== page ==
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considerations to be stated in the next chapter; in following which, however, I must request my readers to remember, that the distinction becomes important merely from the palpable refutation it affords of the prevailing theory concerning the origin of our knowledge; and not from any difference between the two classes of truths, in point of evidence.
INCONSISTENCY OF OUR CONCLUSIONS IN THE FOREGoING CHAPTER witH LOCKE’s Account of THE ORIGIN OF OUR KNOWLEDGE.
It was already observed, that it is from Consciousness, or rather from Reflection, that we derive all our notions of the faculties and operations of the Mind; and that, in analyzing these, we must lay our account with arriving, sooner or later, at certain simple notions or ideas, which we have no means of conveying to others, but by teaching those to whom our reasonings are addressed, how to direct their attention with accuracy to what passes within them. These mental phenomena form the direct and appropriate subjects of Consciousness; and, indeed,
the only direct and appropriate subjects of Con
sciousness, in the strict acceptation of that word. It must not, however, be concluded from this, that the proper subjects of Consciousness (when the phrase is thus understood) comprehend all the simple notions or ideas about which the science of Mind is conversant; far less (as some philosophers have imagined) that they comprehend all the elements
into which human knowledge may, in the last result,
be analyzed. Not to mention such notions as those of extension and figure (both of which are inseparable concomitants of some of our external perceptions, and which certainly bear no resemblance to anything of which we are conscious within ourselves), there is a great variety, of others so connected with our different intellectual faculties, that the exercise of the faculty may be justly regarded as a condition indispensably necessary to account for the first origin of the notion. Thus, by a mind destitute of the faculty of memory, neither the ideas of time, nor of motion, nor of personal identity, could possibly have been formed; ideas which are confessedly among the most familiar of all those we possess, and which cannot be traced immediately to consciousness, by any effort of logical subtilty. In like manner, without the faculty of abstraction, we never could have formed the idea of number, nor of lines, surfaces, and solids, as they are considered by the mathematician; nor would it have been possible for us to comprehend the meaning of such words as classes or assortments, or, indeed, of any one of the grammatical parts of speech, but proper names. Without the power of reason or understanding, it is no less evident, that no comment could have helped us to unriddle the import of the words, truth, cerlainty, probability, theorem, premises, conclusion ; nor of any one of those which express the various sorts of relation which fall under our knowledge. In such cases, all that can be said is, that the exercise of a particular faculty furnishes the occasion on which certain simple notions are, by the laws of F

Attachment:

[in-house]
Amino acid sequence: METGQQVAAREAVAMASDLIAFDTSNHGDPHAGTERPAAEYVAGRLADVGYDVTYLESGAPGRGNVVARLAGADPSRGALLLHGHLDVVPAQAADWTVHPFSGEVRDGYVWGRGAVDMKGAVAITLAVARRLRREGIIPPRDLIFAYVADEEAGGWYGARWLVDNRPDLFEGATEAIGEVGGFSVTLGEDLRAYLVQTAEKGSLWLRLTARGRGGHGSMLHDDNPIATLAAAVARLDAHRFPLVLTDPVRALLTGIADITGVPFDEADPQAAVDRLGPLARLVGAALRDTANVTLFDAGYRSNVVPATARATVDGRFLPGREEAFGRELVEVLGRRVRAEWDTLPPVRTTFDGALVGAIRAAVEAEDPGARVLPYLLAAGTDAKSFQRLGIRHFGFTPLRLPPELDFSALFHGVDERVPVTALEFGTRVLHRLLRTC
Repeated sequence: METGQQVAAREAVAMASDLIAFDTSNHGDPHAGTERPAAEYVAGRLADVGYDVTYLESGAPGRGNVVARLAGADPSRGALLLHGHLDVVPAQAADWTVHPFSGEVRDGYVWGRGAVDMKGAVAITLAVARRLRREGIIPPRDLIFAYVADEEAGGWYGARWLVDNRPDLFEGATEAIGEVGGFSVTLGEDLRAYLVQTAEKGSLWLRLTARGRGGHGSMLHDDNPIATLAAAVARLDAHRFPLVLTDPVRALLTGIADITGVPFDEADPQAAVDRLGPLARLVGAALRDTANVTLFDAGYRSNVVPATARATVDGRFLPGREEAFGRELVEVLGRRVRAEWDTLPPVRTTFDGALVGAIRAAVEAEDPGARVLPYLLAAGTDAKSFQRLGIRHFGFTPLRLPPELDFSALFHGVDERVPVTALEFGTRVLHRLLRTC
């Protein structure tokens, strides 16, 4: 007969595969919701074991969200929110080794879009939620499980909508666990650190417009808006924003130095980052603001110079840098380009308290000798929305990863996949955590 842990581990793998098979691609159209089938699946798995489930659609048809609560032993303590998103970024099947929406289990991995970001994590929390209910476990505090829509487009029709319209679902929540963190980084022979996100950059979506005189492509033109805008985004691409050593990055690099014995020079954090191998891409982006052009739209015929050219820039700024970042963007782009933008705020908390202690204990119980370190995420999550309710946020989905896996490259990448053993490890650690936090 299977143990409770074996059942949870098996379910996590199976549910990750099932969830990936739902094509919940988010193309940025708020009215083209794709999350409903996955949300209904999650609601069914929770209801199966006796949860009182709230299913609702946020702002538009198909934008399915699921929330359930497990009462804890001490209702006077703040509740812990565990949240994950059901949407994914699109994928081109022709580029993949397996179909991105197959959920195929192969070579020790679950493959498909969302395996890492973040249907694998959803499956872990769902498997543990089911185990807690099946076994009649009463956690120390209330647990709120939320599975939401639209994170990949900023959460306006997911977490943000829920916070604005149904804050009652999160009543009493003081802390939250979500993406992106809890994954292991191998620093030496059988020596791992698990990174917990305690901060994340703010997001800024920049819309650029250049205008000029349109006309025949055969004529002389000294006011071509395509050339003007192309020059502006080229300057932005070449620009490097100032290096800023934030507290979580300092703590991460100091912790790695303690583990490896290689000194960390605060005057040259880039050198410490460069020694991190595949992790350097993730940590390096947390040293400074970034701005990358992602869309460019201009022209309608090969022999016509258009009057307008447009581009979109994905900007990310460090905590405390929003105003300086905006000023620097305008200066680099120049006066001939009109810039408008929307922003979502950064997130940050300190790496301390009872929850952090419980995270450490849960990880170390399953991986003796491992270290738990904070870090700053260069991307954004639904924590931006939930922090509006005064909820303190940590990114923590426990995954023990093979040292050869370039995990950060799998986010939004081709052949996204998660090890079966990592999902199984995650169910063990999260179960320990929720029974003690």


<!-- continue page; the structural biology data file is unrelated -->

our constitution, presented to our thoughts; nor
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really their opinion, may, with certainty, be inferred from their own comments. My reason for saying so, I shall endeavour to explain as clearly and concisely as I eam. “Let us suppose,” says Locke, “the mind to be, “ as we say, white paper, void of all characters, “without any ideas: How comes it to be furnish“ed ? Whence comes it by that vast store which “the busy and boundless fancy of man has painted “on it, with an almost endless variety 2 Whence “has it all the materials of reason and knowledge 2 “To this I answer in a word, from caperience. In “ that all our knowledge is founded, and from that “it ultimately derives itself. Our observation, em“ployed either about external sensible objects, or “about the internal operations of our minds, per“ ceived and reflected on by ourselves, is that which “supplies our understanding with all the materials “for thinking. These two are the fountains of “knowledge from whence all the ideas we have, “ or can naturally have, do spring.” “First, our senses, conversant about particular “sensible objects, do convey into the mind several “distinct perceptions of things, according to those “various ways wherein those objects do affect them : “And thus we come by those ideas we have of “yellow, white, heat, cold, soft, hard, bitter, sweet, “ and all those which we call sensible qualities; “which, when I say the senses convey into the “mind, I mean, they, from external objects, convey “into the mind what produces there those percep“tions. This great source of most of the ideas we